Why I Marched


Dirkje F. Legerstee

1/25/2017

The January 21, 2017 Women’s March called to me as it did to millions galvanized by the desire to embody and to protect a moral ground defined by justice and love. The inherent worth and dignity of all beings was proclaimed by thousands of jubilant pink hats, prophetic posters, and singing voices. Together we formed a sea of peaceable bodies standing in friendship,  and laying claim to the sacred ground under our feet as a  commonweal established with unalienable rights for all. From my place on the hill beneath the monument it felt like the Kindom of God had come to earth, a slipstream of goodwill  transcending time and space, resonating with  the angelic songs  of peace and goodwill for all at the birth of the Christ, the child of humanity, revealing the holiness of being to all the earth.

The crowd’s resolve to make a difference was like Mary’s “yes”,  declaring a willingness to become a Christ-bearer, a vessel of holy inspiration and action on behalf  of all  children so that they may one day flourish  on a vibrantly healthy planet. All of this is to say I marched as a human being and as a woman with compassion, shaped by scripture, the traditions of the church, and the formative experiences of my own life.

My sign was plastered by a diversity of young faces and said, “WE welcome”. I marched as a woman of Judeo-Christian faith seeking to “Welcome the stranger and the least of these”.  I marched as a naturalized citizen of the United States, whose parents were sponsored by a UCC church as “Nazi War Victims”.  I marched as a second generation Holocaust survivor whose mother was forced to register and targeted to be murdered with the rest of her family.  I marched with a deep seated awareness that fascism is not history and that malevolent patterns of genocide and vengeance are currently repeating themselves by traumatizing millions around our globe. I marched as one who had sailed by the Statue of Liberty as a foreigner trusting her message: “Give me your tired, your poor, Your huddled masses yearning to breathe free, The wretched refuse of your teeming shore. Send these, the homeless, tempest-tossed, to me: I lift my lamp beside the golden door.”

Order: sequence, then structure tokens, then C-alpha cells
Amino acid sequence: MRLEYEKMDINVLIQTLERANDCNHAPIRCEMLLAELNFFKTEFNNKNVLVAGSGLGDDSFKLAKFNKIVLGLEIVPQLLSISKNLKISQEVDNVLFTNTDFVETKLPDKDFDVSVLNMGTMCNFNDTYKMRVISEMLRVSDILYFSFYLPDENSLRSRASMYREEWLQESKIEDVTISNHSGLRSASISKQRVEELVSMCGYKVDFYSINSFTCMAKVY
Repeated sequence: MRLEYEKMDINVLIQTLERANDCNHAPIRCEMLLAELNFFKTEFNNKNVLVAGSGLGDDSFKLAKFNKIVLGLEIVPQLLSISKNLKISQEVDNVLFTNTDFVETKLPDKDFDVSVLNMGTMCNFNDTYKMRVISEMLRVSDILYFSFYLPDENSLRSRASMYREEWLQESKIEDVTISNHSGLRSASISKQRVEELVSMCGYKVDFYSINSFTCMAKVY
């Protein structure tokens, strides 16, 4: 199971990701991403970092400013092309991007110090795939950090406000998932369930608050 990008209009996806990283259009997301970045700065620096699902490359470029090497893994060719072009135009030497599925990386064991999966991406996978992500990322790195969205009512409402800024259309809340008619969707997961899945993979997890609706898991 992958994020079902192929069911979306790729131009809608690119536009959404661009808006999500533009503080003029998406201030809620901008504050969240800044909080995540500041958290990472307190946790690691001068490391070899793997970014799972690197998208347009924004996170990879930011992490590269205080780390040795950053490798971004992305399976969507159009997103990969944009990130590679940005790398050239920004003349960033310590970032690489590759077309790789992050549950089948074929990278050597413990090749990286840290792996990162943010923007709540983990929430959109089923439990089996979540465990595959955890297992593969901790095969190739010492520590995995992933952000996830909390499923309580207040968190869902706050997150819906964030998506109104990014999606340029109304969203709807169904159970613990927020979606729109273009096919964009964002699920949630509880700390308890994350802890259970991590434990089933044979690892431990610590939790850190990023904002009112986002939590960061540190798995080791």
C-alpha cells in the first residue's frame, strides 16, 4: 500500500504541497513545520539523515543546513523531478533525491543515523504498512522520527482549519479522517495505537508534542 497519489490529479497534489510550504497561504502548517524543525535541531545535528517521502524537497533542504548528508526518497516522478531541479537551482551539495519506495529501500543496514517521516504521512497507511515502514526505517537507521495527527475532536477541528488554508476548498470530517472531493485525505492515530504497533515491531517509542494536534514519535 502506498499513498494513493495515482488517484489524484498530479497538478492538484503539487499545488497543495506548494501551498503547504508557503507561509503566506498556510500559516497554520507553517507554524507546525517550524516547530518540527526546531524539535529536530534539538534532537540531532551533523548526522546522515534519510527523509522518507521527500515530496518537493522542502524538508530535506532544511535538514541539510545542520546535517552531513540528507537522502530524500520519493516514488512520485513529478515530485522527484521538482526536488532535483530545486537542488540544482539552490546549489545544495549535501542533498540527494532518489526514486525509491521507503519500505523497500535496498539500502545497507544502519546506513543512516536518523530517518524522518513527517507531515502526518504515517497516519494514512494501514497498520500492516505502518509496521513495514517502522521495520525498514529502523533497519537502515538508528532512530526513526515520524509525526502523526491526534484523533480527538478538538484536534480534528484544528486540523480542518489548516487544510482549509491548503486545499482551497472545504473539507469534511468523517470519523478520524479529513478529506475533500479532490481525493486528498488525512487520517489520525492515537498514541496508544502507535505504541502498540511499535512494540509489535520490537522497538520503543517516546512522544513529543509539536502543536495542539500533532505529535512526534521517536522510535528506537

There is work to do with our immigration policies and vetting those seeking to come to America however, welcoming the stranger is a fundamental practice that benefits our nation immeasurably.  Our common good as a nation is tied to the common good of all people. The word “hospitality” is rooted in “hospital”.  We are healed as we heal others, we  grow stronger with those we seek to strengthen, we rise when we raise up others.
 
On Saturday,  the exuberant, expectant optimism infusing the crowd felt sacred,  a “commonwealth of peace and freedom sustained by  hope and come on earth.” ( New Zealand Lord’s Prayer)   May this holy partnership transform us   as we move forward together .



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